• Sun. May 29th, 2022

Health Administration

Come One, Come All To Health Administration

M.D.-M.B.A. program seeking assistance of alumni and experienced health care professionals – School of Medicine News

The Wayne State University School of Medicine and the Mike Ilitch School of Business are seeking the involvement of parties with experience in the business of medicine to assist in launching a new joint degree program in which medical students can earn a master’s of business administration degree concurrently with a four-year medical degree.

The team overseeing the development of courses and learning experiences for the joint degree program said participation may include:

* Meeting with the curriculum development team

* Becoming a member of the curriculum development and course delivery team

* Sharing expertise as a guest lecturer in one of the program’s classes

* Connecting the team to individuals and health care organizations to identify opportunities for experiential learning through case studies and projects focused on real business challenges in health care settings.

Visit https://forms.wayne.edu/626c150cf09bd to learn more about participation in the program and to register your interest.

Announced in October 2021, the program’s curriculum will provide students with core courses in both medicine and business, as well as supporting elective courses in each field, and specialized courses in both. Upon successful completion of the program, students will be prepared for employment as physicians and in a wide range of additional settings in the public and private sector.

The program is a partnership between WSU’s School of Medicine and Mike Ilitch School of Business.

The joint M.D.-M.B.A. program will open career pathways to leadership roles in hospital administration, more effective participation in health care policy research and policy development, and opportunities with pharmaceutical, medical device, health tech and insurance companies. The program also opens the door to entrepreneurial endeavors ranging from the creation of a private practice to the establishment of non-profit organizations focused on efforts to address health disparities, to a potential role of founder or medical advisor to health care startups.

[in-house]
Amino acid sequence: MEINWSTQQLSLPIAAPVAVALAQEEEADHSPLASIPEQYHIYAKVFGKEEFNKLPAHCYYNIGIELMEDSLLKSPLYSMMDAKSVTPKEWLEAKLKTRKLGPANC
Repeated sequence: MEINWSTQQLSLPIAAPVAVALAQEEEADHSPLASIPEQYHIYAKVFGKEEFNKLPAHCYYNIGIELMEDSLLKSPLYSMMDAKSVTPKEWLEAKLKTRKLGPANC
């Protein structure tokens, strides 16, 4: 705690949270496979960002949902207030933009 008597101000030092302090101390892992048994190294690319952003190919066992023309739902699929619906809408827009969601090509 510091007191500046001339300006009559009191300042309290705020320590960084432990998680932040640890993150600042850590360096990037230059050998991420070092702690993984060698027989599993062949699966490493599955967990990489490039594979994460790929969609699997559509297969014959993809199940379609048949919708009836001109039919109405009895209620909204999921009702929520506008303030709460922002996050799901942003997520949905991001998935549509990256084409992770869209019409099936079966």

Several M.D.-M.B.A. programs already exist at other medical schools, but the majority are five-year programs, which require medical students to pull out of their medical education programs for a year, delaying graduation and the start of residency programs. The WSU program will allow students to complete both degrees in four years.

Medical students enrolled in the program will take M.B.A. courses concurrently during the 18-month Pre-Clerkship and 14-month Post-Clerkship phases of their medical degree education. Students are first granted admission to the medical degree program and then apply to the M.B.A. program during their first year of study. Students will complete a minimum of 36 credits for the M.B.A. degree, with nine credits transferred from the M.D. program. Nine credit hours are double-counted to fulfill requirements for both degrees, saving students time and money.

Physicians who have both a medical degree and a master’s of business administration degree will be valuable candidates for leadership positions at hospitals, health care systems and health and medical-related businesses.

The Association of American Medical Colleges reports that students who select an M.D.-M.B.A. program often develop careers in medicine with clinical and administrative responsibilities. The M.B.A. coursework prepares them to administer clinics and medical centers, manage health care organizations and become more effective advocates for patients while striving to improve the health care system.

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